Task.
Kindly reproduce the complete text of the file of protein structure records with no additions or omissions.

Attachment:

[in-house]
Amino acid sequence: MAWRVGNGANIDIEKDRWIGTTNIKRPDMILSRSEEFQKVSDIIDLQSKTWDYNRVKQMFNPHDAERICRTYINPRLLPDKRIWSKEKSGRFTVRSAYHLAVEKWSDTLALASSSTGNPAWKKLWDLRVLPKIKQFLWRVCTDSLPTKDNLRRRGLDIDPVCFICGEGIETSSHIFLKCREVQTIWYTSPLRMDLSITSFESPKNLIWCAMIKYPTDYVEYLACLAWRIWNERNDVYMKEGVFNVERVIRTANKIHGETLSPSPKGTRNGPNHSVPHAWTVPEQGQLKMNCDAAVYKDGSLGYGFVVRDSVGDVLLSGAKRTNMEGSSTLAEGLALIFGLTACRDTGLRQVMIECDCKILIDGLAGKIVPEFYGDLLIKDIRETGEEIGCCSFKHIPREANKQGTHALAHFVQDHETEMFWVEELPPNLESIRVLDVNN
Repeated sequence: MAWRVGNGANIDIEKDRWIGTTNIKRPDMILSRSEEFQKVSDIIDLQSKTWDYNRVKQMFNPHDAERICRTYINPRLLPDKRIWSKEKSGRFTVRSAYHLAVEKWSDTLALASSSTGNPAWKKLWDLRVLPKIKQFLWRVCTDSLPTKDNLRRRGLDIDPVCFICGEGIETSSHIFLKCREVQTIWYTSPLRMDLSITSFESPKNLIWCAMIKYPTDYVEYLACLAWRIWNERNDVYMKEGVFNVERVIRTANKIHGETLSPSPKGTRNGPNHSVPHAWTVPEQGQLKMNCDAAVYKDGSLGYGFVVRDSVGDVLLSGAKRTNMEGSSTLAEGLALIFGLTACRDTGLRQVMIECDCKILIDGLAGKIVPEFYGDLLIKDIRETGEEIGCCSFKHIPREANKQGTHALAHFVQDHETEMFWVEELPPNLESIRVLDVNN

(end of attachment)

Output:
[in-house]
Amino acid sequence: MAWRVGNGANIDIEKDRWIGTTNIKRPDMILSRSEEFQKVSDIIDLQSKTWDYNRVKQMFNPHDAERICRTYINPRLLPDKRIWSKEKSGRFTVRSAYHLAVEKWSDTLALASSSTGNPAWKKLWDLRVLPKIKQFLWRVCTDSLPTKDNLRRRGLDIDPVCFICGEGIETSSHIFLKCREVQTIWYTSPLRMDLSITSFESPKNLIWCAMIKYPTDYVEYLACLAWRIWNERNDVYMKEGVFNVERVIRTANKIHGETLSPSPKGTRNGPNHSVPHAWTVPEQGQLKMNCDAAVYKDGSLGYGFVVRDSVGDVLLSGAKRTNMEGSSTLAEGLALIFGLTACRDTGLRQVMIECDCKILIDGLAGKIVPEFYGDLLIKDIRETGEEIGCCSFKHIPREANKQGTHALAHFVQDHETEMFWVEELPPNLESIRVLDVNN
Repeated sequence: MAWRVGNGANIDIEKDRWIGTTNIKRPDMILSRSEEFQKVSDIIDLQSKTWDYNRVKQMFNPHDAERICRTYINPRLLPDKRIWSKEKSGRFTVRSAYHLAVEKWSDTLALASSSTGNPAWKKLWDLRVLPKIKQFLWRVCTDSLPTKDNLRRRGLDIDPVCFICGEGIETSSHIFLKCREVQTIWYTSPLRMDLSITSFESPKNLIWCAMIKYPTDYVEYLACLAWRIWNERNDVYMKEGVFNVERVIRTANKIHGETLSPSPKGTRNGPNHSVPHAWTVPEQGQLKMNCDAAVYKDGSLGYGFVVRDSVGDVLLSGAKRTNMEGSSTLAEGLALIFGLTACRDTGLRQVMIECDCKILIDGLAGKIVPEFYGDLLIKDIRETGEEIGCCSFKHIPREANKQGTHALAHFVQDHETEMFWVEELPPNLESIRVLDVNN